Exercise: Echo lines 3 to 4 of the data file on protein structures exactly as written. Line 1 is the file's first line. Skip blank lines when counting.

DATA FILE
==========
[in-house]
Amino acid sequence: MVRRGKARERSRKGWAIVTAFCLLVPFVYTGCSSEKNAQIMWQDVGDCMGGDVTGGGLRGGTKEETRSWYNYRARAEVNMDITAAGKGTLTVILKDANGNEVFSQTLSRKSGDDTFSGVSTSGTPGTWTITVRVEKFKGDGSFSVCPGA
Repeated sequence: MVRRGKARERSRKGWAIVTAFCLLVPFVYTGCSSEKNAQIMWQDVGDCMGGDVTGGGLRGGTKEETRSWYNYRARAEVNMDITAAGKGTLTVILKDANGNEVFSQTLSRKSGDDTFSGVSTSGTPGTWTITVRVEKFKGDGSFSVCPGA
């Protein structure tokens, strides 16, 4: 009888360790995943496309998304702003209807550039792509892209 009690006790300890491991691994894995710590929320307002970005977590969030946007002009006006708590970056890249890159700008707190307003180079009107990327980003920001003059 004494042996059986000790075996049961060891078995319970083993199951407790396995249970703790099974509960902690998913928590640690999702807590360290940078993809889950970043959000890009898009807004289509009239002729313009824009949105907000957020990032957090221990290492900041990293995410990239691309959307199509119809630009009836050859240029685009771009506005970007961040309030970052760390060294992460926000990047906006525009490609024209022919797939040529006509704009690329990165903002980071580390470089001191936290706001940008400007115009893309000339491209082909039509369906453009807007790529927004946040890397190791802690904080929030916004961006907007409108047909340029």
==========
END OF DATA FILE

Repeated sequence: MVRRGKARERSRKGWAIVTAFCLLVPFVYTGCSSEKNAQIMWQDVGDCMGGDVTGGGLRGGTKEETRSWYNYRARAEVNMDITAAGKGTLTVILKDANGNEVFSQTLSRKSGDDTFSGVSTSGTPGTWTITVRVEKFKGDGSFSVCPGA
């Protein structure tokens, strides 16, 4: 009888360790995943496309998304702003209807550039792509892209 009690006790300890491991691994894995710590929320307002970005977590969030946007002009006006708590970056890249890159700008707190307003180079009107990327980003920001003059 004494042996059986000790075996049961060891078995319970083993199951407790396995249970703790099974509960902690998913928590640690999702807590360290940078993809889950970043959000890009898009807004289509009239002729313009824009949105907000957020990032957090221990290492900041990293995410990239691309959307199509119809630009009836050859240029685009771009506005970007961040309030970052760390060294992460926000990047906006525009490609024209022919797939040529006509704009690329990165903002980071580390470089001191936290706001940008400007115009893309000339491209082909039509369906453009807007790529927004946040890397190791802690904080929030916004961006907007409108047909340029």